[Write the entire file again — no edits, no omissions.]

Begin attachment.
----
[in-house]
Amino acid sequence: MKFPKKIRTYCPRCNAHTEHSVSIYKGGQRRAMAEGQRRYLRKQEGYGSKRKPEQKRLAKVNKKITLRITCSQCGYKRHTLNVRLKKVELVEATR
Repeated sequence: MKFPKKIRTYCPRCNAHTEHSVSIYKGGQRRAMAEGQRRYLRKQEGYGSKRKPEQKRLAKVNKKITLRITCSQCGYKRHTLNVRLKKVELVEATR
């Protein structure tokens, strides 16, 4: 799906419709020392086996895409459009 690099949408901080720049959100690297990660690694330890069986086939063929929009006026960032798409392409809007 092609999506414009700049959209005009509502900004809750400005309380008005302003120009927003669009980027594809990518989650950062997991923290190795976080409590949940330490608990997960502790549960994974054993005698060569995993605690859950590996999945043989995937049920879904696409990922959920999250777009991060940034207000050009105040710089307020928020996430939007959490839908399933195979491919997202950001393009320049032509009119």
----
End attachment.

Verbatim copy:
[in-house]
Amino acid sequence: MKFPKKIRTYCPRCNAHTEHSVSIYKGGQRRAMAEGQRRYLRKQEGYGSKRKPEQKRLAKVNKKITLRITCSQCGYKRHTLNVRLKKVELVEATR
Repeated sequence: MKFPKKIRTYCPRCNAHTEHSVSIYKGGQRRAMAEGQRRYLRKQEGYGSKRKPEQKRLAKVNKKITLRITCSQCGYKRHTLNVRLKKVELVEATR
């Protein structure tokens, strides 16, 4: 799906419709020392086996895409459009 690099949408901080720049959100690297990660690694330890069986086939063929929009006026960032798409392409809007 092609999506414009700049959209005009509502900004809750400005309380008005302003120009927003669009980027594809990518989650950062997991923290190795976080409590949940330490608990997960502790549960994974054993005698060569995993605690859950590996999945043989995937049920879904696409990922959920999250777009991060940034207000050009105040710089307020928020996430939007959490839908399933195979491919997202950001393009320049032509009119």